20 - Virtue Meets its Match: Plato's Gorgias

Peter discusses one of Plato’s great dialogues on ethics, the Gorgias, in which Socrates compares rhetoric to pastry-making and squares off against the immoralist Callicles.

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Further Reading: 

E.R. Dodds, Plato. Gorgias (Oxford: 1959).

T. Irwin (trans.), Plato. Gorgias (Oxford: 1979).

Several papers on the Gorgias by J. Doyle at Bristol.

http://plato.stanford.edu/entries/plato-ethics/

TD's picture

3/4 of UK and North America have holes in their jars

I just watched a BBC special on the "Men Who Made Us Fat" and the associations in the program sure reflect exactly what Socrates says in Gorgias -it seems the majority of Britain and America are diet hedonists with plenty of holes in their jars. What makes all these people fat? Perhaps they are all personal tyrants and unknowingly ignorant to the cause of their affliction since they didn't examine themselves or the suggestions of the "experts" carefully enough - eventually personifying the unhappy tyrant's life.

It's been 2500 years and we're still doing the same silly things? Personally I think many of Platos dialogues should be mandatory in final year public school and definitely in first and second year university. I didnt have any offered to me in either my science or business degree except as an elective and at the time I didnt even know what philosophy was. Shouldnt we heed Socrates in the Euthydemus and first make sure we are good before we're given the power to become a scientist, banker, politician or any citizen possessing any degree of power and the will to use it?

TD's picture

Oratory is......

Question:

What word is missing below?

Oratory is to the ignorant demos as ___________ is to the enlightened minority.

OR

Oratory is to emotion as ___________ is to reason.

Incidentally, I like when Socrates explains, at 453c, why he is constant questioning: "It is not you I'm after; it is to prevent our getting in the habit of second guessing and snatching each others statements away. It is to allow you to work out your assumption in any way you want to."

I don't know how it is in the UK but it seems in North America most have been trained to do exactly what Socrates advises against. Perhaps our educational system needs a little Socratizing so we can work our problems out with others dialectically?

Peter Adamson's picture

Filling in the blank

Well, at Gorgias 464b, Socrates actually says that what fills in your blank is "politics". He draws the following analogy:

Politics is to oratory as in the body, medicine is to pastry cooking.

And he also says that what politics aims at (like medicine aims at health) is justice. One could connect that to the Republic obviously, since the philosopher-kings are aiming to instill justice in the city. Obviously there is an interesting question about how the "political art" that Socrates is describing here relates to philosophy as a whole; but it seems to be part of philosophy, I would say, namely the part relevant to the running of a city.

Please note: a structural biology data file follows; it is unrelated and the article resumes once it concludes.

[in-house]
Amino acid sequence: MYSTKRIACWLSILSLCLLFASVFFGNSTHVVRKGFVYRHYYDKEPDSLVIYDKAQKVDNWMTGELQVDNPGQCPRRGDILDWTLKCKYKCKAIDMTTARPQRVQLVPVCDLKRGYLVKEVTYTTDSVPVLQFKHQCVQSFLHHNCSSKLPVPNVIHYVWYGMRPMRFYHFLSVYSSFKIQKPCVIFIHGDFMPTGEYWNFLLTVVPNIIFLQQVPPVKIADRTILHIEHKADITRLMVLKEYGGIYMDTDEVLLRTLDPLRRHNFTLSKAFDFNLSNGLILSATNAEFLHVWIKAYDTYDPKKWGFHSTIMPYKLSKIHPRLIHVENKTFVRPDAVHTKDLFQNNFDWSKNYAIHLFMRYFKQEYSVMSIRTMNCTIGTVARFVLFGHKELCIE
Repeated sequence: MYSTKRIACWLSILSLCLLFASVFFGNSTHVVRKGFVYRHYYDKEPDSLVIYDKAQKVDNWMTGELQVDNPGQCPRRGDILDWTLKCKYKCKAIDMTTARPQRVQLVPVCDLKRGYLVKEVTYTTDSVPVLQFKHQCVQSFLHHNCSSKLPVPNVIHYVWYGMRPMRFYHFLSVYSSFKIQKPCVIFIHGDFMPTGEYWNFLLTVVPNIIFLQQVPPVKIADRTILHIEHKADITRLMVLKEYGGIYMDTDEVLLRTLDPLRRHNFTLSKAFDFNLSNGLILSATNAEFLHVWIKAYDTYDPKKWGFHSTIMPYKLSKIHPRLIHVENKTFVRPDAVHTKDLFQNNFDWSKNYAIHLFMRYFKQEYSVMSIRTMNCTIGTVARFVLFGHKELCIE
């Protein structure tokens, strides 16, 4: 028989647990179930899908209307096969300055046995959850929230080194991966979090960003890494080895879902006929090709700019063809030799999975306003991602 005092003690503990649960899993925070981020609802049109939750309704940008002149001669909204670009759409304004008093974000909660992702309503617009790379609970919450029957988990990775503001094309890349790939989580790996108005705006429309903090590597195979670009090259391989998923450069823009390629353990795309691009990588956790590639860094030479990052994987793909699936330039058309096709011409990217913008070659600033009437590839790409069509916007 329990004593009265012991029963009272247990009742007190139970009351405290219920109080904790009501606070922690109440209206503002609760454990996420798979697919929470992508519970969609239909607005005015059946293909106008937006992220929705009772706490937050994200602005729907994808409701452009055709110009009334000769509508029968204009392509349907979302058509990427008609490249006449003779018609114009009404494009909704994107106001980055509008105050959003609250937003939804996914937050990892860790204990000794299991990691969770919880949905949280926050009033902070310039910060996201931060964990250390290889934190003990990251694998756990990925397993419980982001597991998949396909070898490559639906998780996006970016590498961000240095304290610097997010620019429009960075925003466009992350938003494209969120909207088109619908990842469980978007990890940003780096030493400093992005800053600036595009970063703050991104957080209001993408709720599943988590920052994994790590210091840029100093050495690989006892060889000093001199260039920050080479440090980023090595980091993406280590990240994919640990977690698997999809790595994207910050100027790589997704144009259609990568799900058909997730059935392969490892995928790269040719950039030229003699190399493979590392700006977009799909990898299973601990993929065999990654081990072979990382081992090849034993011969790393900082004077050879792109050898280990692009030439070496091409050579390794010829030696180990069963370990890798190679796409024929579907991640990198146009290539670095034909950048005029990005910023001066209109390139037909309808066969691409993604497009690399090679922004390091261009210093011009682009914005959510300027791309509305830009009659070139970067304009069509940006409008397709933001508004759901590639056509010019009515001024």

TD's picture

Agree

I agree. So today we likely have two kinds of politicians: orators and statesman

Can we say the orators are there partly to help the community and partly to help themselves while the statesman is there just to help society?

Peter Adamson's picture

Orators and statesmen

But perhaps we are going too fast. I think Plato, and definitely Aristotle (and then later Farabi etc) would stress that the successful statesman (or stateswoman!) needs to make their views persuasive to their people. So the leader will need some capacity for oratory as well. I think Gorgias in this dialogue actually makes a good point, when he says that rhetorical prowess can be used for both good and bad ends. If we think of great leaders we admire, we will probably find that they are almost always good rhetoricians. Abe Lincoln leaps to mind.

TD's picture

The need for Orators educated in The Good indeed

Given that the average person is likely more motivated through emotion instead of reason, there is no question oratory skill is required of the statesman who is wise and educated in The Good. I tend to disagree with Plato when he seems to insist on the expulsion of the poets in The Republic - although later he does allow the poets educated and wise in The Good to remain.

To me an orator is synonymous with a poet; hence, you would never be able to run the Republic without the poet/orator, especially considering that the bulk of the population is made of bronze with a sever paucity in facultative reasoning - based on the tripartite soul.